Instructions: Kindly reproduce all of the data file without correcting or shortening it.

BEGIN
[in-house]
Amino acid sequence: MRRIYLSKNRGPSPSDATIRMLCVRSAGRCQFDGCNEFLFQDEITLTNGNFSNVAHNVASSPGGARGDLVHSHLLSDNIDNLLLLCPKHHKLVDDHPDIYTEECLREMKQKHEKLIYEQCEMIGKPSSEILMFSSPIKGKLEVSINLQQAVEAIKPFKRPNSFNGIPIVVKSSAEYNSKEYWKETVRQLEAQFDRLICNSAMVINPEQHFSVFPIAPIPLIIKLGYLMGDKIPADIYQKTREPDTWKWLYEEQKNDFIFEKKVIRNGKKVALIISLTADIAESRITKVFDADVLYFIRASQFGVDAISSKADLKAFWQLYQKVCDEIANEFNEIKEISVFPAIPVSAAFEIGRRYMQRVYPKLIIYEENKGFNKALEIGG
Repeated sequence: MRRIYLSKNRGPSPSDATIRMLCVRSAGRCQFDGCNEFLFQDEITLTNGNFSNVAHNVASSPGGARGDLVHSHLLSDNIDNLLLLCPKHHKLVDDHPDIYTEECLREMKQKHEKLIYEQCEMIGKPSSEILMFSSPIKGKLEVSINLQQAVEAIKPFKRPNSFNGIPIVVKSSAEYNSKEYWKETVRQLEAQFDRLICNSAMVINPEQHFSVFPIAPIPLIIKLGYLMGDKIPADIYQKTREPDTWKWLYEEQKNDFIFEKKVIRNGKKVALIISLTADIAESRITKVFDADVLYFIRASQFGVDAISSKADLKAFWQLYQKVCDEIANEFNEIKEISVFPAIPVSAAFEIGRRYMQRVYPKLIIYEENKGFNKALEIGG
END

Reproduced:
[in-house]
Amino acid sequence: MRRIYLSKNRGPSPSDATIRMLCVRSAGRCQFDGCNEFLFQDEITLTNGNFSNVAHNVASSPGGARGDLVHSHLLSDNIDNLLLLCPKHHKLVDDHPDIYTEECLREMKQKHEKLIYEQCEMIGKPSSEILMFSSPIKGKLEVSINLQQAVEAIKPFKRPNSFNGIPIVVKSSAEYNSKEYWKETVRQLEAQFDRLICNSAMVINPEQHFSVFPIAPIPLIIKLGYLMGDKIPADIYQKTREPDTWKWLYEEQKNDFIFEKKVIRNGKKVALIISLTADIAESRITKVFDADVLYFIRASQFGVDAISSKADLKAFWQLYQKVCDEIANEFNEIKEISVFPAIPVSAAFEIGRRYMQRVYPKLIIYEENKGFNKALEIGG
Repeated sequence: MRRIYLSKNRGPSPSDATIRMLCVRSAGRCQFDGCNEFLFQDEITLTNGNFSNVAHNVASSPGGARGDLVHSHLLSDNIDNLLLLCPKHHKLVDDHPDIYTEECLREMKQKHEKLIYEQCEMIGKPSSEILMFSSPIKGKLEVSINLQQAVEAIKPFKRPNSFNGIPIVVKSSAEYNSKEYWKETVRQLEAQFDRLICNSAMVINPEQHFSVFPIAPIPLIIKLGYLMGDKIPADIYQKTREPDTWKWLYEEQKNDFIFEKKVIRNGKKVALIISLTADIAESRITKVFDADVLYFIRASQFGVDAISSKADLKAFWQLYQKVCDEIANEFNEIKEISVFPAIPVSAAFEIGRRYMQRVYPKLIIYEENKGFNKALEIGG